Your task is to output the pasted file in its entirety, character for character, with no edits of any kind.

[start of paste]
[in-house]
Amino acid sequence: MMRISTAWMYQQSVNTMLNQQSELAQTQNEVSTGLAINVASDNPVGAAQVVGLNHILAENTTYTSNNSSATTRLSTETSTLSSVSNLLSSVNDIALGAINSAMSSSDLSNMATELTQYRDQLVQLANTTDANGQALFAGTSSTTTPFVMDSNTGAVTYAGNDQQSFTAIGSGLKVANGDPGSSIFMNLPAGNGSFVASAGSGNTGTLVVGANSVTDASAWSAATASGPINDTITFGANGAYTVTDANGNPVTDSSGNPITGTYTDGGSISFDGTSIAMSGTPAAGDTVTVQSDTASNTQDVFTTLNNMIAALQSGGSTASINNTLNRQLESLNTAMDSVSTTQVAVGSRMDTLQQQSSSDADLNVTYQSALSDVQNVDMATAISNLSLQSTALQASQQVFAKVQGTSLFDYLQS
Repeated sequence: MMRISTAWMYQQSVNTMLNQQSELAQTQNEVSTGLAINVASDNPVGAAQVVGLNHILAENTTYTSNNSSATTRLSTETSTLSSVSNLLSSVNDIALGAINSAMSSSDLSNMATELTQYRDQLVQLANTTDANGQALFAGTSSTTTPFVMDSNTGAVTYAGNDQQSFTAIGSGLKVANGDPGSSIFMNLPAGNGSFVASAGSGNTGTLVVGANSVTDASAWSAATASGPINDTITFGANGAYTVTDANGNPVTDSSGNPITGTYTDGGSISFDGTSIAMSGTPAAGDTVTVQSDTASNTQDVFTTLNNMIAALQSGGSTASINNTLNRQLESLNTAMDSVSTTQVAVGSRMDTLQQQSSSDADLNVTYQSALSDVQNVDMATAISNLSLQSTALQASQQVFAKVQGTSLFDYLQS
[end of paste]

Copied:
[in-house]
Amino acid sequence: MMRISTAWMYQQSVNTMLNQQSELAQTQNEVSTGLAINVASDNPVGAAQVVGLNHILAENTTYTSNNSSATTRLSTETSTLSSVSNLLSSVNDIALGAINSAMSSSDLSNMATELTQYRDQLVQLANTTDANGQALFAGTSSTTTPFVMDSNTGAVTYAGNDQQSFTAIGSGLKVANGDPGSSIFMNLPAGNGSFVASAGSGNTGTLVVGANSVTDASAWSAATASGPINDTITFGANGAYTVTDANGNPVTDSSGNPITGTYTDGGSISFDGTSIAMSGTPAAGDTVTVQSDTASNTQDVFTTLNNMIAALQSGGSTASINNTLNRQLESLNTAMDSVSTTQVAVGSRMDTLQQQSSSDADLNVTYQSALSDVQNVDMATAISNLSLQSTALQASQQVFAKVQGTSLFDYLQS
Repeated sequence: MMRISTAWMYQQSVNTMLNQQSELAQTQNEVSTGLAINVASDNPVGAAQVVGLNHILAENTTYTSNNSSATTRLSTETSTLSSVSNLLSSVNDIALGAINSAMSSSDLSNMATELTQYRDQLVQLANTTDANGQALFAGTSSTTTPFVMDSNTGAVTYAGNDQQSFTAIGSGLKVANGDPGSSIFMNLPAGNGSFVASAGSGNTGTLVVGANSVTDASAWSAATASGPINDTITFGANGAYTVTDANGNPVTDSSGNPITGTYTDGGSISFDGTSIAMSGTPAAGDTVTVQSDTASNTQDVFTTLNNMIAALQSGGSTASINNTLNRQLESLNTAMDSVSTTQVAVGSRMDTLQQQSSSDADLNVTYQSALSDVQNVDMATAISNLSLQSTALQASQQVFAKVQGTSLFDYLQS